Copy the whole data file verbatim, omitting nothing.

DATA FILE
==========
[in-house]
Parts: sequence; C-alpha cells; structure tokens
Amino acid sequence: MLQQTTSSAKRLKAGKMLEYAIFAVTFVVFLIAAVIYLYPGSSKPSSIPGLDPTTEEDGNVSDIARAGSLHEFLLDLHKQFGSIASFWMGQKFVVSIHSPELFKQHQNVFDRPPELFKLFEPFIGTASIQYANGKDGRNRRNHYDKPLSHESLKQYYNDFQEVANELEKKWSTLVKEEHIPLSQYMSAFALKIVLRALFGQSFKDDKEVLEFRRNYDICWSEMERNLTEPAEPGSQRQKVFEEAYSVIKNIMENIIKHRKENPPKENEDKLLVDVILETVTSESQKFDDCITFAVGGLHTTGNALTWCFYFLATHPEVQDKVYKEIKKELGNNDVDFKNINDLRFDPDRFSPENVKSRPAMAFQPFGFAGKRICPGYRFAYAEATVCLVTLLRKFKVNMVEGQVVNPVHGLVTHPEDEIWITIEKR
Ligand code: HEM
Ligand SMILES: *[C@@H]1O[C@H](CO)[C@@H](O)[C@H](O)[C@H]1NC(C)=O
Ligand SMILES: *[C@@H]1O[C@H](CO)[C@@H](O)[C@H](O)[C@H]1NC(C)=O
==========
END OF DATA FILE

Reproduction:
[in-house]
Parts: sequence; C-alpha cells; structure tokens
Amino acid sequence: MLQQTTSSAKRLKAGKMLEYAIFAVTFVVFLIAAVIYLYPGSSKPSSIPGLDPTTEEDGNVSDIARAGSLHEFLLDLHKQFGSIASFWMGQKFVVSIHSPELFKQHQNVFDRPPELFKLFEPFIGTASIQYANGKDGRNRRNHYDKPLSHESLKQYYNDFQEVANELEKKWSTLVKEEHIPLSQYMSAFALKIVLRALFGQSFKDDKEVLEFRRNYDICWSEMERNLTEPAEPGSQRQKVFEEAYSVIKNIMENIIKHRKENPPKENEDKLLVDVILETVTSESQKFDDCITFAVGGLHTTGNALTWCFYFLATHPEVQDKVYKEIKKELGNNDVDFKNINDLRFDPDRFSPENVKSRPAMAFQPFGFAGKRICPGYRFAYAEATVCLVTLLRKFKVNMVEGQVVNPVHGLVTHPEDEIWITIEKR
Ligand code: HEM
Ligand SMILES: *[C@@H]1O[C@H](CO)[C@@H](O)[C@H](O)[C@H]1NC(C)=O
Ligand SMILES: *[C@@H]1O[C@H](CO)[C@@H](O)[C@H](O)[C@H]1NC(C)=O